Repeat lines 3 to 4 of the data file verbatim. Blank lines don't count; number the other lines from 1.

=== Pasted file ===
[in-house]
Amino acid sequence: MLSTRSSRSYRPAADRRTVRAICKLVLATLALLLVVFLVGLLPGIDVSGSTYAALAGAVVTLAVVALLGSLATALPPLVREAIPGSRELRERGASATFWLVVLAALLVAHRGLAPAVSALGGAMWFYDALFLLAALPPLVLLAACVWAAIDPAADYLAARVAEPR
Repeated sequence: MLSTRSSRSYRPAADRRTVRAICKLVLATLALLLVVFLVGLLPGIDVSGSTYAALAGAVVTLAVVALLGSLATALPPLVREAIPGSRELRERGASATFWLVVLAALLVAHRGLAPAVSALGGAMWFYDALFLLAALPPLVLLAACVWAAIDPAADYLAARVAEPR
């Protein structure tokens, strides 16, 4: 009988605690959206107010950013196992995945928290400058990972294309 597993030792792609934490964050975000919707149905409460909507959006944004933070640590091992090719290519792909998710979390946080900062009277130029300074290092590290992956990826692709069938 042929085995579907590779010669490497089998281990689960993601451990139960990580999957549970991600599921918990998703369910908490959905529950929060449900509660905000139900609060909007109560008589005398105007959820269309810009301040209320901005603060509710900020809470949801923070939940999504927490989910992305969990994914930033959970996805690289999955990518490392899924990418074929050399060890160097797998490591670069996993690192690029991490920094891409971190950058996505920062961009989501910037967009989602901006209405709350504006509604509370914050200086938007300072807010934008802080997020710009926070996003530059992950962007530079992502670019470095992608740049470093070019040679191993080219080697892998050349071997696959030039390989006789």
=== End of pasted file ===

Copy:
Repeated sequence: MLSTRSSRSYRPAADRRTVRAICKLVLATLALLLVVFLVGLLPGIDVSGSTYAALAGAVVTLAVVALLGSLATALPPLVREAIPGSRELRERGASATFWLVVLAALLVAHRGLAPAVSALGGAMWFYDALFLLAALPPLVLLAACVWAAIDPAADYLAARVAEPR
């Protein structure tokens, strides 16, 4: 009988605690959206107010950013196992995945928290400058990972294309 597993030792792609934490964050975000919707149905409460909507959006944004933070640590091992090719290519792909998710979390946080900062009277130029300074290092590290992956990826692709069938 042929085995579907590779010669490497089998281990689960993601451990139960990580999957549970991600599921918990998703369910908490959905529950929060449900509660905000139900609060909007109560008589005398105007959820269309810009301040209320901005603060509710900020809470949801923070939940999504927490989910992305969990994914930033959970996805690289999955990518490392899924990418074929050399060890160097797998490591670069996993690192690029991490920094891409971190950058996505920062961009989501910037967009989602901006209405709350504006509604509370914050200086938007300072807010934008802080997020710009926070996003530059992950962007530079992502670019470095992608740049470093070019040679191993080219080697892998050349071997696959030039390989006789």